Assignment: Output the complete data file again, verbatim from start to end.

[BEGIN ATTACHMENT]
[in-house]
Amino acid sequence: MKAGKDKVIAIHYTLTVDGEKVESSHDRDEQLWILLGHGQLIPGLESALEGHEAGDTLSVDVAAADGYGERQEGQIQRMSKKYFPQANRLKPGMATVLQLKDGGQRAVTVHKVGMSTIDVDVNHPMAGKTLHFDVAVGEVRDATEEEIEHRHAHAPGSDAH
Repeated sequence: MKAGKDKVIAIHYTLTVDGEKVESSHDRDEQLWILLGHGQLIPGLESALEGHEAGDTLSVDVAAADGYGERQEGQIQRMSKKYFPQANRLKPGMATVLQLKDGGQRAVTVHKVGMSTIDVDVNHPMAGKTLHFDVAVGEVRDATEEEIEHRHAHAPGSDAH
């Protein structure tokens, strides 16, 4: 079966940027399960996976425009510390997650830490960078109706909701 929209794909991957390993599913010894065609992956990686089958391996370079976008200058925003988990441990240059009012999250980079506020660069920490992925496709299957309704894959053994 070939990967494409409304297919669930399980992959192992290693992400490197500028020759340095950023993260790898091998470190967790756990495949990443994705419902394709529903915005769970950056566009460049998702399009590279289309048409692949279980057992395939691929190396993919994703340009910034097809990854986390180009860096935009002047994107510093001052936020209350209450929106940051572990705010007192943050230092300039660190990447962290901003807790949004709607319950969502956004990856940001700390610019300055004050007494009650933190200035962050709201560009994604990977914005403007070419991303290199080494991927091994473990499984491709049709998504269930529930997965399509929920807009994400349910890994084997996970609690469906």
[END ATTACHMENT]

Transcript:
[in-house]
Amino acid sequence: MKAGKDKVIAIHYTLTVDGEKVESSHDRDEQLWILLGHGQLIPGLESALEGHEAGDTLSVDVAAADGYGERQEGQIQRMSKKYFPQANRLKPGMATVLQLKDGGQRAVTVHKVGMSTIDVDVNHPMAGKTLHFDVAVGEVRDATEEEIEHRHAHAPGSDAH
Repeated sequence: MKAGKDKVIAIHYTLTVDGEKVESSHDRDEQLWILLGHGQLIPGLESALEGHEAGDTLSVDVAAADGYGERQEGQIQRMSKKYFPQANRLKPGMATVLQLKDGGQRAVTVHKVGMSTIDVDVNHPMAGKTLHFDVAVGEVRDATEEEIEHRHAHAPGSDAH
């Protein structure tokens, strides 16, 4: 079966940027399960996976425009510390997650830490960078109706909701 929209794909991957390993599913010894065609992956990686089958391996370079976008200058925003988990441990240059009012999250980079506020660069920490992925496709299957309704894959053994 070939990967494409409304297919669930399980992959192992290693992400490197500028020759340095950023993260790898091998470190967790756990495949990443994705419902394709529903915005769970950056566009460049998702399009590279289309048409692949279980057992395939691929190396993919994703340009910034097809990854986390180009860096935009002047994107510093001052936020209350209450929106940051572990705010007192943050230092300039660190990447962290901003807790949004709607319950969502956004990856940001700390610019300055004050007494009650933190200035962050709201560009994604990977914005403007070419991303290199080494991927091994473990499984491709049709998504269930529930997965399509929920807009994400349910890994084997996970609690469906």